Comparison of the efficacy of ciclesonide with that of budesonide in mild to moderate asthma patients after step-down therapy: a randomised parallel-group study.

Chiu KC, Chou YL, Hsu JY, Lin MS, Lin CH, Chou PC, Chou CL, Wang CH, Kuo HP - NPJ Prim Care Respir Med (2014)

(a) Flowchart of patient disposition. Withdrawal due to poor control of asthma involved 64.5% of patients in the budesonide group but only 22.2% of patients in the ciclesonide group. (b) Percentage of patient adherence to the study after 4, 8 and 12 weeks of treatment in the ciclesonide and budesonide groups. The percentage of adherence to the study was significantly decreased in the budesonide group compared with the ciclesonide group until the end of the study. The P value was calculated by means of the log-rank (Mantel–Cox) test.
© Copyright Policy - open-access
Related In: Results  -  Collection

License
Show All Figures
getmorefigures.php?uid=PMC4373304&req=5

fig2: (a) Flowchart of patient disposition. Withdrawal due to poor control of asthma involved 64.5% of patients in the budesonide group but only 22.2% of patients in the ciclesonide group. (b) Percentage of patient adherence to the study after 4, 8 and 12 weeks of treatment in the ciclesonide and budesonide groups. The percentage of adherence to the study was significantly decreased in the budesonide group compared with the ciclesonide group until the end of the study. The P value was calculated by means of the log-rank (Mantel–Cox) test.
Mentions: Of the 162 patients with asthma who were approached, 8 refused and 4 failed the initial screening during enrolment (Figure 2a). Figure 2 gives an overview of the patient disposition. Four (22.2%) in the CIC group and 19 (65.0%) in the BUD group (P=0.007) did not complete the treatment because of poor control of asthma (Figure 2a), manifesting as daytime symptoms more than twice a week, nocturnal attacks or waking, need for rescue medicine more than twice a week, or limitation of daily activities because of asthmatic symptoms.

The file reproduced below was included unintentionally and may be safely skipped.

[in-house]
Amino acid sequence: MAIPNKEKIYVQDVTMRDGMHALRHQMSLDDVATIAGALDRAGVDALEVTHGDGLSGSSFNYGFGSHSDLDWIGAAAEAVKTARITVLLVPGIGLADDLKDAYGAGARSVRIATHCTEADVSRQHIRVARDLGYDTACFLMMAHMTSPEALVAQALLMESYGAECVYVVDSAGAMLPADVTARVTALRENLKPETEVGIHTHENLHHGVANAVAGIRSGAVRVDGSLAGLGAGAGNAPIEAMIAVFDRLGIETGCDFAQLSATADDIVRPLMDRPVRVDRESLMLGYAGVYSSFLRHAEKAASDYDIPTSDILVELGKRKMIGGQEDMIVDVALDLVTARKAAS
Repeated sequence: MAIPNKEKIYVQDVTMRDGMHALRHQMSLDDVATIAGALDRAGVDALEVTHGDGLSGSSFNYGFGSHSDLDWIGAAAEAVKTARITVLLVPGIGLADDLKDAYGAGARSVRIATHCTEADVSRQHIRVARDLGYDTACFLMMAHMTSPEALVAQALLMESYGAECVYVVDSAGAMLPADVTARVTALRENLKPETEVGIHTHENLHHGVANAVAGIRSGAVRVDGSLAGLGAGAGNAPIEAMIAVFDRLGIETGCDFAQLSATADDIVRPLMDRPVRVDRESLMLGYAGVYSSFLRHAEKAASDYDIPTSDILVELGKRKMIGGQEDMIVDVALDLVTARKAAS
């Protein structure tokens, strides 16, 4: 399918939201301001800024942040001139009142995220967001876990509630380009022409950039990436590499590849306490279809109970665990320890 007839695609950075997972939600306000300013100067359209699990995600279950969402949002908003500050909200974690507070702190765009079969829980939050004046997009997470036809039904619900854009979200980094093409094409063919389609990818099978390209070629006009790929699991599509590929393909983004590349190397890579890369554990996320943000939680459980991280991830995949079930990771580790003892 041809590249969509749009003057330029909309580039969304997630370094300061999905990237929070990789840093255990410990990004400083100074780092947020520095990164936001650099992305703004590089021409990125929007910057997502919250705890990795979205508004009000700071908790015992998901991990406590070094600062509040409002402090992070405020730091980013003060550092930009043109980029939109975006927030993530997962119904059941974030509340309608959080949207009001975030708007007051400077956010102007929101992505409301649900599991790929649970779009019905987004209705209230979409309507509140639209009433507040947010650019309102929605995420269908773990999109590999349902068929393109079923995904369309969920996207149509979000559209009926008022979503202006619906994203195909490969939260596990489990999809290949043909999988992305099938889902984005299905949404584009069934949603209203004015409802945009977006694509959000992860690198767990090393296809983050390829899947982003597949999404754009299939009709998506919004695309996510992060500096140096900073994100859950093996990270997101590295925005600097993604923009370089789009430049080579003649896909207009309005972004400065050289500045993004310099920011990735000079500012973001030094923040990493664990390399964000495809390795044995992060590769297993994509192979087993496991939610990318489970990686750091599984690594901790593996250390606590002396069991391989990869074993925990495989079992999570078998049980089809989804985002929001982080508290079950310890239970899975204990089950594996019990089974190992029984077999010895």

Bottom Line: This study aimed to compare the clinical benefit of CIC with budesonide (BUD) in step-down therapy.Drug adherence was significantly higher in the CIC group than in the BUD group (76.0% vs. 58.7%, P=0.03).Both patients and physicians ranked CIC over BUD.

View Article: PubMed Central - PubMed

Affiliation: Division of Chest, Department of Internal Medicine, Poh-Ai Hospital, Luodong, Taiwan.

ABSTRACT

Background: Inhaled corticosteroids (ICSs) are widely used in asthma control. Ciclesonide (CIC) is an ICS with on-site lung activation for potent anti-inflammatory activity.

Aims: This study aimed to compare the clinical benefit of CIC with budesonide (BUD) in step-down therapy.

Methods: A total of 150 patients with mild-to-moderate asthma well controlled by a combination of ICS and long-acting β2-agonist were randomised to receive either CIC 320 μg (n=75) once daily or 2 inhalations of BUD 200 μg (n=75) twice daily for 12 weeks. The forced expiratory volume in 1s (FEV1), maximum mid-expiratory flow (MMEF) and asthma control test (ACT) scores were measured. Ranked stratification of patients and physicians was assessed.

Results: Drug adherence was significantly higher in the CIC group than in the BUD group (76.0% vs. 58.7%, P=0.03). The FEV1 and MMEF remained stable throughout the 12-week CIC treatment. In the BUD group, FEV1 significantly decreased at weeks 4 and 12. MMEF had a higher value in the CIC group than in the BUD group. Both patients and physicians ranked CIC over BUD.

Conclusions: CIC is more effective and has better drug adherence than BUD as step-down treatment when asthma is well controlled by combination therapy.

Show MeSH
Related in: MedlinePlus